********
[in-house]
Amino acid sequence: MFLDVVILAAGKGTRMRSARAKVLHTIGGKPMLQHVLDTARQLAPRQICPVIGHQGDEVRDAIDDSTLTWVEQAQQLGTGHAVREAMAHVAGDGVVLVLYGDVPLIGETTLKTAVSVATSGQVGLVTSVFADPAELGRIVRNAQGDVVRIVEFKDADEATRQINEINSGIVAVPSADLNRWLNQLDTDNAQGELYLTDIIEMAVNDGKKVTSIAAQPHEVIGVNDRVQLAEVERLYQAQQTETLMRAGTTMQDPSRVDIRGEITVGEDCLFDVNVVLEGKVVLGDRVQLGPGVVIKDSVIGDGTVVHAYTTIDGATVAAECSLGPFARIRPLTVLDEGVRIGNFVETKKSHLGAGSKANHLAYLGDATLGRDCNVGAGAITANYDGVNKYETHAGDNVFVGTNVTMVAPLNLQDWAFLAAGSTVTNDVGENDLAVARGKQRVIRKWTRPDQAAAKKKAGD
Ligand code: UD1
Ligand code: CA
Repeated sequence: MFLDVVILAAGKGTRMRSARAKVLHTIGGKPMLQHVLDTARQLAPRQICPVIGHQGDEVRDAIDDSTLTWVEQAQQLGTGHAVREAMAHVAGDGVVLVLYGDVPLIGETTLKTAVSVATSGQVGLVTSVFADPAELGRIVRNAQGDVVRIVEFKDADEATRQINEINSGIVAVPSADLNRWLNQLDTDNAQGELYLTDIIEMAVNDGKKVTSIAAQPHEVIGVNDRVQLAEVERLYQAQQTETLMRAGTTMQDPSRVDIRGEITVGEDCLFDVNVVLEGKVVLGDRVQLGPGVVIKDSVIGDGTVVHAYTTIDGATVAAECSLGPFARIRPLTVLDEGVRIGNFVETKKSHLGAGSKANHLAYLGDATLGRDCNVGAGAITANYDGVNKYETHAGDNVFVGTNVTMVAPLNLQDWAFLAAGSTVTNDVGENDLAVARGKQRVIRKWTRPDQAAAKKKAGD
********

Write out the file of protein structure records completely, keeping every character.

[in-house]
Amino acid sequence: MFLDVVILAAGKGTRMRSARAKVLHTIGGKPMLQHVLDTARQLAPRQICPVIGHQGDEVRDAIDDSTLTWVEQAQQLGTGHAVREAMAHVAGDGVVLVLYGDVPLIGETTLKTAVSVATSGQVGLVTSVFADPAELGRIVRNAQGDVVRIVEFKDADEATRQINEINSGIVAVPSADLNRWLNQLDTDNAQGELYLTDIIEMAVNDGKKVTSIAAQPHEVIGVNDRVQLAEVERLYQAQQTETLMRAGTTMQDPSRVDIRGEITVGEDCLFDVNVVLEGKVVLGDRVQLGPGVVIKDSVIGDGTVVHAYTTIDGATVAAECSLGPFARIRPLTVLDEGVRIGNFVETKKSHLGAGSKANHLAYLGDATLGRDCNVGAGAITANYDGVNKYETHAGDNVFVGTNVTMVAPLNLQDWAFLAAGSTVTNDVGENDLAVARGKQRVIRKWTRPDQAAAKKKAGD
Ligand code: UD1
Ligand code: CA
Repeated sequence: MFLDVVILAAGKGTRMRSARAKVLHTIGGKPMLQHVLDTARQLAPRQICPVIGHQGDEVRDAIDDSTLTWVEQAQQLGTGHAVREAMAHVAGDGVVLVLYGDVPLIGETTLKTAVSVATSGQVGLVTSVFADPAELGRIVRNAQGDVVRIVEFKDADEATRQINEINSGIVAVPSADLNRWLNQLDTDNAQGELYLTDIIEMAVNDGKKVTSIAAQPHEVIGVNDRVQLAEVERLYQAQQTETLMRAGTTMQDPSRVDIRGEITVGEDCLFDVNVVLEGKVVLGDRVQLGPGVVIKDSVIGDGTVVHAYTTIDGATVAAECSLGPFARIRPLTVLDEGVRIGNFVETKKSHLGAGSKANHLAYLGDATLGRDCNVGAGAITANYDGVNKYETHAGDNVFVGTNVTMVAPLNLQDWAFLAAGSTVTNDVGENDLAVARGKQRVIRKWTRPDQAAAKKKAGD